Can it be that rock is no longer “popular”?

In the New York Post article “Rock’s in a hard place: A dearth of fresh hard-hitters is taking the wind out of sales” author Jim Farber points out the fact that there was not one single new rock band in the top-10 selling albums list for 2004 and that things are looking dire for the near future as there is not one “big” band that holds out hope to crack that hallowed list. Now if we are solely using record sales as the basis for this argument, and these record sales are almost completely of the major record labels then yes, I guess rock is doomed. Thank God I don’t use this as my main criteria for anything anymore, much like I don’t use commercial rock radio as a barometer of what is “good.” There is plenty of great rock and roll on fantastic indie labels that flies the rock and roll flag high but due to the fact that those albums are not on the Billboard “Hot 100” they are almost completely ignored by the mainstream. Sure it would be nice if rock and roll dominated the Top 10 as it has in the past but is this neccessary or even desirable? As I scroll through David Bash’s list of his top 125 picks of 2004 (to be concluded tomorrow) I find it hard to believe that rock and roll is anything but thriving, the difference being that today’s bands are looking beyond what the major labels can offer them (if the majors even were to give them a shot) and are taking matters into their own hands. While they may not be driving Rolls Royces into swimming pools, a good majority of them are managing to make a decent living with their integrity intact. I think in the end that is just a bit more important to being #2 behind Ashlee Simpson on the charts, don’t you?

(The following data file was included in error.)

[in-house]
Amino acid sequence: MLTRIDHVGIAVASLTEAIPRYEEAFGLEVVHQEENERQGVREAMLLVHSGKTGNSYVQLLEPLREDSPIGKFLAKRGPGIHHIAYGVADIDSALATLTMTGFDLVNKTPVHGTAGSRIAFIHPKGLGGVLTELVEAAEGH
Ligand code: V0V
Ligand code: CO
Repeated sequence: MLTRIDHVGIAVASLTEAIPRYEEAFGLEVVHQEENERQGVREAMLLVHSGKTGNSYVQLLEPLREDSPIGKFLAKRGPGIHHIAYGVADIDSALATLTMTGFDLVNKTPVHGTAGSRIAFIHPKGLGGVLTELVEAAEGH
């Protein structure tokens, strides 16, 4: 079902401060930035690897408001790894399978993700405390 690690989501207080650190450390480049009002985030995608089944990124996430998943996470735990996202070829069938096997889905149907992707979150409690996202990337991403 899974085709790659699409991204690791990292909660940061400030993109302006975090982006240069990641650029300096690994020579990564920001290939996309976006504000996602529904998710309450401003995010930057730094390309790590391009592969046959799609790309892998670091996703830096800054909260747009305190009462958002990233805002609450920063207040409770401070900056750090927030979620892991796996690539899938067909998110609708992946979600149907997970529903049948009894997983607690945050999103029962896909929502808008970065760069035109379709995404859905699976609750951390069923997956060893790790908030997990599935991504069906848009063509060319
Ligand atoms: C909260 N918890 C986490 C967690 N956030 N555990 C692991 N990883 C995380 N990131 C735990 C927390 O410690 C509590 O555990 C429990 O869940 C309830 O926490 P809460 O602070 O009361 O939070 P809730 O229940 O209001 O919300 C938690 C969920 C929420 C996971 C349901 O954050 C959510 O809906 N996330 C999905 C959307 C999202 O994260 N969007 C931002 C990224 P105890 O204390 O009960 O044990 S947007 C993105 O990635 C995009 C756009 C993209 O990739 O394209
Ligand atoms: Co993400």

Later.

4 Comments

  1. Must have been a slow news day at the Post. People have been writing obituaries for Rock and Roll since the late fifties and it ain’t dead yet.

  2. Must have been a slow news day at the Post. People have been writing obituaries for Rock and Roll since the late fifties and it ain’t dead yet.

  3. Must have been a slow news day at the Post. People have been writing obituaries for Rock and Roll since the late fifties and it ain’t dead yet.

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